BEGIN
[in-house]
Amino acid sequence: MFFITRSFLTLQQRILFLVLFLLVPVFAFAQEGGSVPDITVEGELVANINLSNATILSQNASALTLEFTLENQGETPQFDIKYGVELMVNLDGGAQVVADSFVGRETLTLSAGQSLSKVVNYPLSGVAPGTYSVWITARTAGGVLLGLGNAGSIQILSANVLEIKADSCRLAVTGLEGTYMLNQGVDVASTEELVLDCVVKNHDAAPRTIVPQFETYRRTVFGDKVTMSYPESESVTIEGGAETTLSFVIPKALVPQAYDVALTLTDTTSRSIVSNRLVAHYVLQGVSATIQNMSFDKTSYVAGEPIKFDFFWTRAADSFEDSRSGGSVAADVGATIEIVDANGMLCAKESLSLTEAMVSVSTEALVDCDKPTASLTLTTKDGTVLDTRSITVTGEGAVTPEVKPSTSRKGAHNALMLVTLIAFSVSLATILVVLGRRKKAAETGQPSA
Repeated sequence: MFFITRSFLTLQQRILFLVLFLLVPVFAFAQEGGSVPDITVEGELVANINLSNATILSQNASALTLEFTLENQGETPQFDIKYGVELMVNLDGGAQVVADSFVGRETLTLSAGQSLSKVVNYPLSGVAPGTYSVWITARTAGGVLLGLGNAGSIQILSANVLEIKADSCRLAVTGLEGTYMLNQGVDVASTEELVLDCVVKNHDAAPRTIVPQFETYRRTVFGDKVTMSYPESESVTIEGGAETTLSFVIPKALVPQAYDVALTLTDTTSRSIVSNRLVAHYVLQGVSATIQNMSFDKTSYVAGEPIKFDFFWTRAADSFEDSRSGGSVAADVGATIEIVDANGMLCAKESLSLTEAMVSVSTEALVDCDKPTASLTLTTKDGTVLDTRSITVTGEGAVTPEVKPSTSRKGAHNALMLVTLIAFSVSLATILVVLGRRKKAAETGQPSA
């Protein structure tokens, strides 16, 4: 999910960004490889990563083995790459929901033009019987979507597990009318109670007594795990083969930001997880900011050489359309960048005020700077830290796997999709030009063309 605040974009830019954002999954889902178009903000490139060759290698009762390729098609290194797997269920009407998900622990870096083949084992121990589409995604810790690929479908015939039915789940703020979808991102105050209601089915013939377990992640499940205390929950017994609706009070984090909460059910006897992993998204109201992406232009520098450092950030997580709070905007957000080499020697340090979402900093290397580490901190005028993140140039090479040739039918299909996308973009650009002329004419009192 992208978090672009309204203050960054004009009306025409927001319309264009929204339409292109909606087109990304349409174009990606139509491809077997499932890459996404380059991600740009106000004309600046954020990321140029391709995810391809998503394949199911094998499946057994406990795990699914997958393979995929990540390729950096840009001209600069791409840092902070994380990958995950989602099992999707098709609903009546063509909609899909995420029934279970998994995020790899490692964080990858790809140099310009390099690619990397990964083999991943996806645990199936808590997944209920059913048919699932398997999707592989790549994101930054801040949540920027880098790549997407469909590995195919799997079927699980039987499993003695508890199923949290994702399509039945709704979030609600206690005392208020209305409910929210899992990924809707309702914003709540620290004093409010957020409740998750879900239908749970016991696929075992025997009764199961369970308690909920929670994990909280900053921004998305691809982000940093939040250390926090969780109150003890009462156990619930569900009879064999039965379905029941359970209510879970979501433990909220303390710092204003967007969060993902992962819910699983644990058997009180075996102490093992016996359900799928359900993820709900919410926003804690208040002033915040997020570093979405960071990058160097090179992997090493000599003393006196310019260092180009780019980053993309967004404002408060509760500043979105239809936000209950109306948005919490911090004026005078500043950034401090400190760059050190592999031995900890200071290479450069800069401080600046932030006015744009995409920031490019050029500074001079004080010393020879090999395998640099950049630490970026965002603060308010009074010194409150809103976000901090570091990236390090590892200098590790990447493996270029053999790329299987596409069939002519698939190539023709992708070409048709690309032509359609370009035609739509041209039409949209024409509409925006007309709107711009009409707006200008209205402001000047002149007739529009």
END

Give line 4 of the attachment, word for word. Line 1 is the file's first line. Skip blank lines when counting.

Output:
């Protein structure tokens, strides 16, 4: 999910960004490889990563083995790459929901033009019987979507597990009318109670007594795990083969930001997880900011050489359309960048005020700077830290796997999709030009063309 605040974009830019954002999954889902178009903000490139060759290698009762390729098609290194797997269920009407998900622990870096083949084992121990589409995604810790690929479908015939039915789940703020979808991102105050209601089915013939377990992640499940205390929950017994609706009070984090909460059910006897992993998204109201992406232009520098450092950030997580709070905007957000080499020697340090979402900093290397580490901190005028993140140039090479040739039918299909996308973009650009002329004419009192 992208978090672009309204203050960054004009009306025409927001319309264009929204339409292109909606087109990304349409174009990606139509491809077997499932890459996404380059991600740009106000004309600046954020990321140029391709995810391809998503394949199911094998499946057994406990795990699914997958393979995929990540390729950096840009001209600069791409840092902070994380990958995950989602099992999707098709609903009546063509909609899909995420029934279970998994995020790899490692964080990858790809140099310009390099690619990397990964083999991943996806645990199936808590997944209920059913048919699932398997999707592989790549994101930054801040949540920027880098790549997407469909590995195919799997079927699980039987499993003695508890199923949290994702399509039945709704979030609600206690005392208020209305409910929210899992990924809707309702914003709540620290004093409010957020409740998750879900239908749970016991696929075992025997009764199961369970308690909920929670994990909280900053921004998305691809982000940093939040250390926090969780109150003890009462156990619930569900009879064999039965379905029941359970209510879970979501433990909220303390710092204003967007969060993902992962819910699983644990058997009180075996102490093992016996359900799928359900993820709900919410926003804690208040002033915040997020570093979405960071990058160097090179992997090493000599003393006196310019260092180009780019980053993309967004404002408060509760500043979105239809936000209950109306948005919490911090004026005078500043950034401090400190760059050190592999031995900890200071290479450069800069401080600046932030006015744009995409920031490019050029500074001079004080010393020879090999395998640099950049630490970026965002603060308010009074010194409150809103976000901090570091990236390090590892200098590790990447493996270029053999790329299987596409069939002519698939190539023709992708070409048709690309032509359609370009035609739509041209039409949209024409509409925006007309709107711009009409707006200008209205402001000047002149007739529009």